"To ask for help is never easy," Sachs imparts, recalling the trepidation he felt after having raised hundreds of thousands dollars for the independently produced, gay-themed work. "I really believed this film was different. I noticed there are so few films about gay people that are seen, and there are almost no films about contemporary New York, in general, that I find familiar in terms of the New York I live in. I felt emboldened to ask New York for support in a certain way."
Which is why Sachs, a longtime resident of the Big Apple, dreams of creating a queer-arts renaissance in his adopted city, funneling his resources to champion social-arts programs like Queer/Art/Film and Queer/Art/Mentorship, both of which he co-curates, with the hope of bringing gay artists together. A mentor and a friend, Sachs sat down to discuss his early pioneering work, the private-versus-public struggles of his films' characters, how he managed to get Keep the Lights On off the ground, and his current married life.
I don't know about marriage.
I still have mixed feelings about it. Maybe it's just me; I like to keep things small, and marriage is such a huge declaration.
It felt like that in the days after I got married, and then it dissipated and you're just in your relationship. And in certain ways, it does...
It doesn't matter that much.
It does. There's a social encouragement of your relationship for the most part. I've had some discouragement—which has been interesting—from my grandmother lately, who hasn't been very pleasant with my husband, Boris. It has to do with marriage and trying to be legitimate in a way. Her generation isn't very comfortable with it. Boris's mom was really sick and we were in the hospital a lot. She was sick for four months, so I was in the hospital often and I was his husband. That was significant because it defined my place very simply, why I was there. Also, my uncomfortability with the word has been interesting. I realized on some level it means you have to define yourself as a gay couple. I'm pro [marriage]. I think it has been good for us.
Is there a pressure now with the binding element of marriage?
We have kids. We have a family.
We'll be linked for the rest of our lives however we do that. Hopefully we'll be together. If we weren't together, we'd still be linked. We made it such a bigger commitment, to have kids together. We took that really seriously. "Let's get married. Let's go to city hall." It's been great.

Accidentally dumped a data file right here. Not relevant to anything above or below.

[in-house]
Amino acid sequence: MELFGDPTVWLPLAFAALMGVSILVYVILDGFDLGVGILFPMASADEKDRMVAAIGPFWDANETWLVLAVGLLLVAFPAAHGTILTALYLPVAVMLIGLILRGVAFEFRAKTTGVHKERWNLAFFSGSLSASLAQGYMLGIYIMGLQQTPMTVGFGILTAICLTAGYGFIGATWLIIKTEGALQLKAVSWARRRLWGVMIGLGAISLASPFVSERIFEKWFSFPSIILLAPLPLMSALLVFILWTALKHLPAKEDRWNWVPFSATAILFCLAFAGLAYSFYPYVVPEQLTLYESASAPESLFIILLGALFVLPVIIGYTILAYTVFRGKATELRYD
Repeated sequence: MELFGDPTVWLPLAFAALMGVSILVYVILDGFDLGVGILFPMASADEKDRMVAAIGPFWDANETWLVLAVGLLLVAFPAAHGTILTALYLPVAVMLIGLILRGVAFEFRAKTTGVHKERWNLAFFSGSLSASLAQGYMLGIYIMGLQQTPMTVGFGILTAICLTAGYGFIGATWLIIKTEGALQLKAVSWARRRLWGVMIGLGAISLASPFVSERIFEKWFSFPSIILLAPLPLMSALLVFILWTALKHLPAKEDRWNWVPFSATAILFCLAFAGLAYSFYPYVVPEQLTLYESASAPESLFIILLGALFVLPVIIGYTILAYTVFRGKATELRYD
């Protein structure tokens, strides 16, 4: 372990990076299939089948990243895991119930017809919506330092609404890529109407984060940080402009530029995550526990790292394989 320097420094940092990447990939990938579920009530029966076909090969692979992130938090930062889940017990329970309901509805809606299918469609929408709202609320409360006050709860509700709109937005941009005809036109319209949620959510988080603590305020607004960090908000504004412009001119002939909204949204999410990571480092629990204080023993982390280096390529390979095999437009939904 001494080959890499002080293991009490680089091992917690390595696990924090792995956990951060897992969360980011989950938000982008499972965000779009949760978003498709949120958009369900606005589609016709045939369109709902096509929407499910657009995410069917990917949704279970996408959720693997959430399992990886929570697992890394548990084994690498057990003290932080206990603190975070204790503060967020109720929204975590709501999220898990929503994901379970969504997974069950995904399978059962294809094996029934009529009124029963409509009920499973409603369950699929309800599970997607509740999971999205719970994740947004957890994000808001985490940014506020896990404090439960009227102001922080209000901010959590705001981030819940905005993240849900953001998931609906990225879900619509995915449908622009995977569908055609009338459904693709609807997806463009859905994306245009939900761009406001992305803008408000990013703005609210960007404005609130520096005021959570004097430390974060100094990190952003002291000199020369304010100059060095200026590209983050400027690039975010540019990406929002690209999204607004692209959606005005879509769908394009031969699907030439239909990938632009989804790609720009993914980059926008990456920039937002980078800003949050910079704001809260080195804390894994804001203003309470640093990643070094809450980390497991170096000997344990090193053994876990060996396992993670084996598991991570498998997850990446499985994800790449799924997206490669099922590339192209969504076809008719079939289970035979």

The Delta has a raw quality. Nevermind the gay themes; it's an interesting, textural portrait of Memphis. What were your priorities while making it?
I'm always very interested in making a film about a place. I think Keep the Lights On is about New York. Forty Shades of Blue and The Delta are about Memphis. I felt when I wrote that script, I knew Memphis better than most people and better than I knew any other place. I was aware of a liquor store that closed and reopened as a coffee shop or a gas station. That meant something to me. It's amazing how you are with the place where you spent your entire childhood. I tried to get the feel of the city into the movie. I think I was primarily interested in telling the story of the consequence of living a secretive life, which has turned out to be, in many ways, the themes of my first four films, and certainly the theme of Keep the Lights On and Married Life. Also, Forty Shades of Blue, to the extent that I think there's a cost to your interior not being in line with your exterior. That was sort of how I defined it: Something that has been going on in private in your mind and in your feelings is somehow different than how you appear in the world. That's a common situation for gay people; in general, there's a conflict of who we are to ourselves and who we are to others. It's also very dramatic. I think my films are in line with that epidemic of double life. Every story on television is about this double life. To me, it's the genre of our day.
Private versus public.
Yeah, private versus public. In television, there's a lot of irony with that, and the reason it's so common is it's something most people can connect to.
Did you have a lot of struggle voicing your private life in the past?